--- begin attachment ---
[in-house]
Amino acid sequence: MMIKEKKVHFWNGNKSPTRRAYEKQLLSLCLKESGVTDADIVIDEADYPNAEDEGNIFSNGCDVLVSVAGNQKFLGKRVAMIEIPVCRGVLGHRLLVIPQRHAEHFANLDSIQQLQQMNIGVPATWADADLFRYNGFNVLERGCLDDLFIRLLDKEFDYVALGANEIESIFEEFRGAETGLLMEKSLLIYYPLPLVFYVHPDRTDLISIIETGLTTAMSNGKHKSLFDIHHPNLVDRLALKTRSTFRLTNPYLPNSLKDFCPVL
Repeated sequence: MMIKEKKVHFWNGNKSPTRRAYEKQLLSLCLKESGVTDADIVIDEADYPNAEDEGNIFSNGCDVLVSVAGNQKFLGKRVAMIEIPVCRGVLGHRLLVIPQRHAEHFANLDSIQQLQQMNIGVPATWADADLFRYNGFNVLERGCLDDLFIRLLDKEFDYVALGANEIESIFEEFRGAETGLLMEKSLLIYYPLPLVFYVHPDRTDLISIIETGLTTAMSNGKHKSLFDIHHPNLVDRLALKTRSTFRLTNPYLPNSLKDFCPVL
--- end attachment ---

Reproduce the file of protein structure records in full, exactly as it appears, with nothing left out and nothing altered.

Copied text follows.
[in-house]
Amino acid sequence: MMIKEKKVHFWNGNKSPTRRAYEKQLLSLCLKESGVTDADIVIDEADYPNAEDEGNIFSNGCDVLVSVAGNQKFLGKRVAMIEIPVCRGVLGHRLLVIPQRHAEHFANLDSIQQLQQMNIGVPATWADADLFRYNGFNVLERGCLDDLFIRLLDKEFDYVALGANEIESIFEEFRGAETGLLMEKSLLIYYPLPLVFYVHPDRTDLISIIETGLTTAMSNGKHKSLFDIHHPNLVDRLALKTRSTFRLTNPYLPNSLKDFCPVL
Repeated sequence: MMIKEKKVHFWNGNKSPTRRAYEKQLLSLCLKESGVTDADIVIDEADYPNAEDEGNIFSNGCDVLVSVAGNQKFLGKRVAMIEIPVCRGVLGHRLLVIPQRHAEHFANLDSIQQLQQMNIGVPATWADADLFRYNGFNVLERGCLDDLFIRLLDKEFDYVALGANEIESIFEEFRGAETGLLMEKSLLIYYPLPLVFYVHPDRTDLISIIETGLTTAMSNGKHKSLFDIHHPNLVDRLALKTRSTFRLTNPYLPNSLKDFCPVL